Supporting Marginalized Students Post-Election

As a student affairs professional working in diversity and inclusion, this election has been exceptionally important to the students and colleagues I interact with every day. Last Wednesday morning, I woke up thinking about the undocumented, queer, trans, black, brown, and Muslim folks in my life. I thought about the sexual assault survivors. Then, I thought about my students.

I knew when I went to work that day, it would be up to my colleagues and me to figure out how to explain this—to find ways to comfort students who were so invested in this election they felt like their futures depended on it. I hugged five students who whispered to me that they are afraid their parents will be deported—their tears soaking through my cardigan. I heard students say they woke during the night frightened by the sounds of Trump supporters screaming and cheering on the quad. I heard students talk about the insecurity, hopelessness, and powerlessness they felt waking up Wednesday morning.

I watched as a young, black man tried to talk himself out of feeling anger because he knew he wasn't allowed to feel it. I watched as the crowd in our office grew to more than fifty people all needing to say they are not okay. That night, a group of students wrote the word “n-gger” on the quad on our campus. Again, I spent the next day listening, watching, and trying to comfort students.

Regardless of your political views, the reality of this election is that there are marginalized folks on our campuses and throughout this country left feeling like their humanity and safety are at stake. As #SAPros we have a responsibility to make sure our students have the support they need to stay focused on their success in and outside of the classroom, and as we know, that becomes increasingly difficult when they feel the most basic elements of a strong learning environment—like safety, a sense of belonging, and even love—are fading.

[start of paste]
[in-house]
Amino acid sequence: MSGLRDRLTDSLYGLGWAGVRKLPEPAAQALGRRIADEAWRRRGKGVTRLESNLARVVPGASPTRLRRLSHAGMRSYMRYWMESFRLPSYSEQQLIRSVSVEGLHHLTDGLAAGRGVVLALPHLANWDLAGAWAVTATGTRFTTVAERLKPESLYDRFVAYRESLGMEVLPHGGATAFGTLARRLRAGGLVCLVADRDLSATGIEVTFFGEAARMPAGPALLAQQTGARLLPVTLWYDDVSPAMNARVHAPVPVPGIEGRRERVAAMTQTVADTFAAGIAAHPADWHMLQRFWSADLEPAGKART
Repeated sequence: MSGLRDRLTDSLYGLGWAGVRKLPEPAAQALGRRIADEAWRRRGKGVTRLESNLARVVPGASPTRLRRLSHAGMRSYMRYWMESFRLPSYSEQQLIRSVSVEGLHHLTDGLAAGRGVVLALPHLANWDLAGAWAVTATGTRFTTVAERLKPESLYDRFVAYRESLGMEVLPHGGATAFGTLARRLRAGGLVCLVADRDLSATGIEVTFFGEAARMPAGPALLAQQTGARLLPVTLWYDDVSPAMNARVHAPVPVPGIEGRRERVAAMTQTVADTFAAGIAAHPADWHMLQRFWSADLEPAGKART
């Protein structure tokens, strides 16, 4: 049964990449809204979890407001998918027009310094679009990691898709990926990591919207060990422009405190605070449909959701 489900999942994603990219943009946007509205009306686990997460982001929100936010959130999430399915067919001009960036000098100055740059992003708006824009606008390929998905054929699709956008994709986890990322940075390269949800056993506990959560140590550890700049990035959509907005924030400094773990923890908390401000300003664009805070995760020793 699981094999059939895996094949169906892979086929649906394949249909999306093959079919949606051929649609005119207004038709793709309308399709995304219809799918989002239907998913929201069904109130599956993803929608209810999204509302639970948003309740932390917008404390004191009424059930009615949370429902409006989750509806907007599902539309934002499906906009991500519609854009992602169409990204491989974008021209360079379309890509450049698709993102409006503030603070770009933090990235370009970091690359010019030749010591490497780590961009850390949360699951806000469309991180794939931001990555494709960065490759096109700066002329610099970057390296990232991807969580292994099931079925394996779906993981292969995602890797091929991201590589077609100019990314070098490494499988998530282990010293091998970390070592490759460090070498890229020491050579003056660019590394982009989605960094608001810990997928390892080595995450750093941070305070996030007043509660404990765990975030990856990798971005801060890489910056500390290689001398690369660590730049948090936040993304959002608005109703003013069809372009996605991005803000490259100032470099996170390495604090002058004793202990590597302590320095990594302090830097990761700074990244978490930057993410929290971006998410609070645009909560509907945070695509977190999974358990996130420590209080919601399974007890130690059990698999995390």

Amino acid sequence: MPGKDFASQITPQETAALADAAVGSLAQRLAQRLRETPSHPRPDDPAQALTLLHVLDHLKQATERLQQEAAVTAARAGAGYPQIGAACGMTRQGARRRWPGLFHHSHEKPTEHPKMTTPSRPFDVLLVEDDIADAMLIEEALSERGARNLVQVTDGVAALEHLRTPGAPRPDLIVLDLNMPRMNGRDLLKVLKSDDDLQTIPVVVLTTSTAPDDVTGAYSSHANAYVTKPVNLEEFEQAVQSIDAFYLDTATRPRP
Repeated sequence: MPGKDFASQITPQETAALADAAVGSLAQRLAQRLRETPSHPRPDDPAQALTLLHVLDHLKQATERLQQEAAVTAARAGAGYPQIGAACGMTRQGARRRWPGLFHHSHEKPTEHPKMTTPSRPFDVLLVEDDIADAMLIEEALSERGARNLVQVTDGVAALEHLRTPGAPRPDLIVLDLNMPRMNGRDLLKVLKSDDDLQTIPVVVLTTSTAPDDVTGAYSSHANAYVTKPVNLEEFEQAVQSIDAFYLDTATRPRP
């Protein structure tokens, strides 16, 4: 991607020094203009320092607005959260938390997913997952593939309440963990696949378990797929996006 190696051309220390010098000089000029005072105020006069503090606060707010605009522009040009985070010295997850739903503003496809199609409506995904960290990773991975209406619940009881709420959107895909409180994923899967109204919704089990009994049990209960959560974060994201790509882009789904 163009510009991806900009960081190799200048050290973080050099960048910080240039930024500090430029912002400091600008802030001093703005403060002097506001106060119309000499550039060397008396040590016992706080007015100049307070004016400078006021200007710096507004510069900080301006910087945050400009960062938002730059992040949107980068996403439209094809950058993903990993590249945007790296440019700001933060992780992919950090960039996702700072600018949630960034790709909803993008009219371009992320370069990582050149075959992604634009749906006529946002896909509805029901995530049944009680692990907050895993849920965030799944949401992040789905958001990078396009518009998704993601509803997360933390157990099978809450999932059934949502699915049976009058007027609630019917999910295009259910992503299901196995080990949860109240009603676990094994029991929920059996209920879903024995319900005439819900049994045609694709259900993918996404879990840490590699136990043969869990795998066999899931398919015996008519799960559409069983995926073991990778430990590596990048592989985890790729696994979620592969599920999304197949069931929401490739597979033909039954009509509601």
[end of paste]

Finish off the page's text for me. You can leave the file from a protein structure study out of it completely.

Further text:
These are the actions we’re taking to support all of our students:

1. Affirming belonging

Make sure your students know that you are here for them. Tell them that any act of racism, sexism, xenophobia, or other forms of bigotry are not tolerated on your campus. They need to know that there is still a way forward, even if they feel lost.

2. Listening

Do not assume you know best. Listen to what students need. What is the climate like in the residence halls, classrooms, cafeteria, etc.? Are students feeling afraid, isolated, or hopeless? It is easier to listen and address than it is to make incorrect assumptions and deal with backlash.

3. Building Community

Has your campus held any space for marginalized folks to process the election results as a community? Have you issued any statements regarding the university’s policy on hate crimes and bias motivated incidents? Organize a bipartisan forum where folks can talk about their hopes and fears for the future. Encourage them to come up with ideas for the university to support everyone through this period of transition in our country.

4. Finding Space for Joy

Processing our feelings of loss, grief, fear, and anxiety is important, AND we must find space for joy. We are the models for most of our students. They need to see our hope so that they can cultivate their own. Plan a campus-wide rally for unity. Organize an open-mic night. Tap your campus activities board to bring in an inspirational speaker. Tell students you are proud of them. No act of kindness and love is too small.

I acknowledge that not all students are feeling this way. In fact, there may be a large number of your students who are thrilled with the election results. We need to be there for the students who are finding it difficult to make it to class, having trouble talking to their peers, or even leave their room. None of us have all of the answers, but I know that by our providing affirmation, listening, building community, and making space for joy in our office, we got through week one. We shared funny stories and joked with students, and a week that began with fear, tears, and an act of racist hate speech ended in laughter and community.

I would be honored to hear what you are doing on your campus and your thoughts on these tips. Feel free to reach out on Twitter @jessicamarie299.

In solidarity,
Jessica